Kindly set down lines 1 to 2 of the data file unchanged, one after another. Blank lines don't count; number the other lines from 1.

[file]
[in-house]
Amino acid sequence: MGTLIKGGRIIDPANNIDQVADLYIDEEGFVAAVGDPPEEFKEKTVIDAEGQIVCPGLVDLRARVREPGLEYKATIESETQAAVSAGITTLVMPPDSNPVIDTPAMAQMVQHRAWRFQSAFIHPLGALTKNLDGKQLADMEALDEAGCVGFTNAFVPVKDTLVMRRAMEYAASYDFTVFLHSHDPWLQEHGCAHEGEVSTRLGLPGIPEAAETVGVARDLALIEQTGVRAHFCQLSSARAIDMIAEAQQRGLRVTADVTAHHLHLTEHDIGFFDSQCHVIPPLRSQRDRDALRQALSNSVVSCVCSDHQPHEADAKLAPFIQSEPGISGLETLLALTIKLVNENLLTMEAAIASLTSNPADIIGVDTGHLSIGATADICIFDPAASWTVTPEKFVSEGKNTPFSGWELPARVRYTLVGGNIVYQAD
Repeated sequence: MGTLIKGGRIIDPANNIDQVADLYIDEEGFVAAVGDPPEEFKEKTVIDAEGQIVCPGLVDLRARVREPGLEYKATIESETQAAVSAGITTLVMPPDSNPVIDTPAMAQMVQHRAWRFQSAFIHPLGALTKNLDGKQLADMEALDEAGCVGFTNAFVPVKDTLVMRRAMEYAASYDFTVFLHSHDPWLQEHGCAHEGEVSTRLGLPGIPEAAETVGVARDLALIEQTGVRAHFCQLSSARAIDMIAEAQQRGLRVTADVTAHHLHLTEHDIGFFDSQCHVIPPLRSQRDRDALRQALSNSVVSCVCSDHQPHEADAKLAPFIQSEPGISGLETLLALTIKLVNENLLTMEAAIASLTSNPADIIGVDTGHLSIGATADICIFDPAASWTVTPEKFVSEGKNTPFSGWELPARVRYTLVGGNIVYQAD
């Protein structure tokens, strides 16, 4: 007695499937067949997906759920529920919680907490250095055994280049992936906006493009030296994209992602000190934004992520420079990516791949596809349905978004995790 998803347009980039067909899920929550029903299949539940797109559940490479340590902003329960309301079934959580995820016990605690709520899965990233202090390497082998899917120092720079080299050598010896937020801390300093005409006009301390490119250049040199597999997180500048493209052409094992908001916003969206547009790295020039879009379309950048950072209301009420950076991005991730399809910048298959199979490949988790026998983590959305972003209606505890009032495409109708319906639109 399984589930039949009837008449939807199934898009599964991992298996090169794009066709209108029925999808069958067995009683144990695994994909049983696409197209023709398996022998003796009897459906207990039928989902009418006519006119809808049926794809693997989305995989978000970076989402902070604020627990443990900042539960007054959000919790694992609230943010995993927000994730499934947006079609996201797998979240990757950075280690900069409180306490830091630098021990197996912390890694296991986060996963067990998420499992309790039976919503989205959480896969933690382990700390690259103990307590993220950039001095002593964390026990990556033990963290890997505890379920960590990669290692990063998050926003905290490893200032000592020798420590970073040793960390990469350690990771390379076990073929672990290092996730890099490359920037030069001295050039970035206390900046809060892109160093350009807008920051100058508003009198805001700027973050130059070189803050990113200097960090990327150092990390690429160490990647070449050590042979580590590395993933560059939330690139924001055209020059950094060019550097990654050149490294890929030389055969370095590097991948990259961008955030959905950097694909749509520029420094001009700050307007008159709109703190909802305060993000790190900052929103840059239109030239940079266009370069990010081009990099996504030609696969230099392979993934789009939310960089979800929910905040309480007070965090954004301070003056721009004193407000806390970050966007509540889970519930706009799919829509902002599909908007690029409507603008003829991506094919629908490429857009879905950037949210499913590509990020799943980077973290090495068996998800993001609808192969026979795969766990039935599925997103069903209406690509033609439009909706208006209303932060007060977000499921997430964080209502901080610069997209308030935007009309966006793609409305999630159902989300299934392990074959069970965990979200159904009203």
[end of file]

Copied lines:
[in-house]
Amino acid sequence: MGTLIKGGRIIDPANNIDQVADLYIDEEGFVAAVGDPPEEFKEKTVIDAEGQIVCPGLVDLRARVREPGLEYKATIESETQAAVSAGITTLVMPPDSNPVIDTPAMAQMVQHRAWRFQSAFIHPLGALTKNLDGKQLADMEALDEAGCVGFTNAFVPVKDTLVMRRAMEYAASYDFTVFLHSHDPWLQEHGCAHEGEVSTRLGLPGIPEAAETVGVARDLALIEQTGVRAHFCQLSSARAIDMIAEAQQRGLRVTADVTAHHLHLTEHDIGFFDSQCHVIPPLRSQRDRDALRQALSNSVVSCVCSDHQPHEADAKLAPFIQSEPGISGLETLLALTIKLVNENLLTMEAAIASLTSNPADIIGVDTGHLSIGATADICIFDPAASWTVTPEKFVSEGKNTPFSGWELPARVRYTLVGGNIVYQAD